Yang-Mills Theory - Research Article from World of Mathematics

This encyclopedia article consists of approximately 4 pages of information about Yang-Mills Theory.
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Yang-Mills Theory

In the last half of the twentieth century, physicists succeeded in unifying three of the four fundamental forces of nature: electromagnetism, the "weak force" responsible for radioactive decay, and the "strong force" responsible for holding the nuclei of atoms together. The mathematical foundation underlying these advances is called Yang-Mills theory, after Chen Ning Yang and Robert Mills, the physicists who introduced it in a short paper in 1954. At present, it is the dominant approach to quantum field theory.

In quantum field theory, the classical distinction between particles and waves breaks down. A light wave, for example, can be thought of either as a wave or as a particle (a photon). A bowling ball, to take another example, is a superposition or "tensor product" of all the waves making up the neutrons, protons and electrons in its constituent atoms.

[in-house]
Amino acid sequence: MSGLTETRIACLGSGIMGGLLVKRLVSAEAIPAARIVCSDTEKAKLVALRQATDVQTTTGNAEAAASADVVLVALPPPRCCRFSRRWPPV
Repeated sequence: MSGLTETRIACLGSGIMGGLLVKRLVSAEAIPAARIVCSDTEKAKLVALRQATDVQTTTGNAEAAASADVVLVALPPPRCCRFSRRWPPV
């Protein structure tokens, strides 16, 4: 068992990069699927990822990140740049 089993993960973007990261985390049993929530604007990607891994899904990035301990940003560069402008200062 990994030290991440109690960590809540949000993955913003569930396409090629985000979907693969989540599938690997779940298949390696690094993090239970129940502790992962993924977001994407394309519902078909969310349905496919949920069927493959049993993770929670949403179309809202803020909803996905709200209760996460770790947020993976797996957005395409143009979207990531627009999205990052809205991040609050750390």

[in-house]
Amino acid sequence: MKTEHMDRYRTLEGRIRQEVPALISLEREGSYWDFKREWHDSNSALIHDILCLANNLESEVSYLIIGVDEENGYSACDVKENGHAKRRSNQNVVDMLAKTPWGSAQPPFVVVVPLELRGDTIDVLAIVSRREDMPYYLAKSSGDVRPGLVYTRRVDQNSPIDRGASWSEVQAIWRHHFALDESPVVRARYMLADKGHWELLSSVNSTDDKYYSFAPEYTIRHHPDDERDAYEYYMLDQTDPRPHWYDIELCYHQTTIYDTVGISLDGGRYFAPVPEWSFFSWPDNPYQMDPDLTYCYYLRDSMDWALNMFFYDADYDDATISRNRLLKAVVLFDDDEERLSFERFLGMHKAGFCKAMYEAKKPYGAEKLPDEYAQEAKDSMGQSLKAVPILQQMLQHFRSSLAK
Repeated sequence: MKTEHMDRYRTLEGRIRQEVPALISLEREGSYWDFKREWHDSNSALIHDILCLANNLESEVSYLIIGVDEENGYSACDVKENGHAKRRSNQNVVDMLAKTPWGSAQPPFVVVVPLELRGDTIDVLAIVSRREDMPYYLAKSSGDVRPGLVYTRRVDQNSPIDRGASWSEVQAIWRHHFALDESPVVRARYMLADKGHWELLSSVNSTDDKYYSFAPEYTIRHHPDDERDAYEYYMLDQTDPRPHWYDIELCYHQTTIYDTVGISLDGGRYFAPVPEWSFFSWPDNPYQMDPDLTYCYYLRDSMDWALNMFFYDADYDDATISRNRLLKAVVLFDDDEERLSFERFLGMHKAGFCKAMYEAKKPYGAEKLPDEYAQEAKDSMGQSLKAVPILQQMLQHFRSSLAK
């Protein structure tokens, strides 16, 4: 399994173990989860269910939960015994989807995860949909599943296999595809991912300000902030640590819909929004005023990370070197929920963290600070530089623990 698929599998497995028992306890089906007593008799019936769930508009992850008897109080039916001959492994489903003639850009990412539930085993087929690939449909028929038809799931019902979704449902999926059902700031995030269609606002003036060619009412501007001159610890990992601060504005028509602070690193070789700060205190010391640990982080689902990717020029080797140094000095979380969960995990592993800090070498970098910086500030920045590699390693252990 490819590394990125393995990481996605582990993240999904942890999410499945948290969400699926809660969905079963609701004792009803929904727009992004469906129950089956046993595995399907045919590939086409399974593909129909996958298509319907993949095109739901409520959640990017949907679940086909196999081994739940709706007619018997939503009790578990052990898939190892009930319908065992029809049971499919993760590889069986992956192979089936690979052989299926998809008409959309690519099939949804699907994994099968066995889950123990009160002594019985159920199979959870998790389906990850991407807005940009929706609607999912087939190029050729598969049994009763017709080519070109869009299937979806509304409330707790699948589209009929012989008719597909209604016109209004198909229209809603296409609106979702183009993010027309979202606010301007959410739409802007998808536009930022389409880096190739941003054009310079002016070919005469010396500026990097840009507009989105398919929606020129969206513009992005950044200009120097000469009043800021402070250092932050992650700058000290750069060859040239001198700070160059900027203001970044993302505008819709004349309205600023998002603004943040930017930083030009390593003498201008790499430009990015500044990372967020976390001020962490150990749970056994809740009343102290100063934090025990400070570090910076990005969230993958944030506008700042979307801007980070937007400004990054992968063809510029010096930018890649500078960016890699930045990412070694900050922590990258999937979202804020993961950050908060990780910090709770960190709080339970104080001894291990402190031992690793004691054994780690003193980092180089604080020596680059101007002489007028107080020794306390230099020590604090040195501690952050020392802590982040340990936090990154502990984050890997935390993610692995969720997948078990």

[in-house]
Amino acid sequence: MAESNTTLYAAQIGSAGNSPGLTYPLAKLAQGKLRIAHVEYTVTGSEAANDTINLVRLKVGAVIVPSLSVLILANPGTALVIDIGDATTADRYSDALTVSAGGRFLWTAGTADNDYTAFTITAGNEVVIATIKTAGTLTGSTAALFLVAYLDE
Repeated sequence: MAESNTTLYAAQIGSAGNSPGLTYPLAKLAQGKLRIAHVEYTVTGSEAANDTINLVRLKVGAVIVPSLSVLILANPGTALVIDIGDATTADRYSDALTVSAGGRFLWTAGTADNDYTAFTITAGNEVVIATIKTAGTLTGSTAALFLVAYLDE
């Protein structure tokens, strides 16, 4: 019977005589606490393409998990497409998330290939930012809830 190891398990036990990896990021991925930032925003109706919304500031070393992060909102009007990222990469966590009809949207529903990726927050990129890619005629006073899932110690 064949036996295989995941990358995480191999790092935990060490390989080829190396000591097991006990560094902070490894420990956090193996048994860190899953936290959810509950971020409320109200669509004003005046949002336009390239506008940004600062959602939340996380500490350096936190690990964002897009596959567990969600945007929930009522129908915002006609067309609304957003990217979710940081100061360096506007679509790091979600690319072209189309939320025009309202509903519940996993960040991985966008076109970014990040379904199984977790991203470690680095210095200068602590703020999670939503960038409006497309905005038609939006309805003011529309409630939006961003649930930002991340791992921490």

Instead of having a particular location in space...

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This section contains 984 words
(approx. 4 pages at 300 words per page)
Buy the Yang-Mills Theory Encyclopedia Article
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Yang-Mills Theory from Gale. ©2005-2006 Thomson Gale, a part of the Thomson Corporation. All rights reserved.
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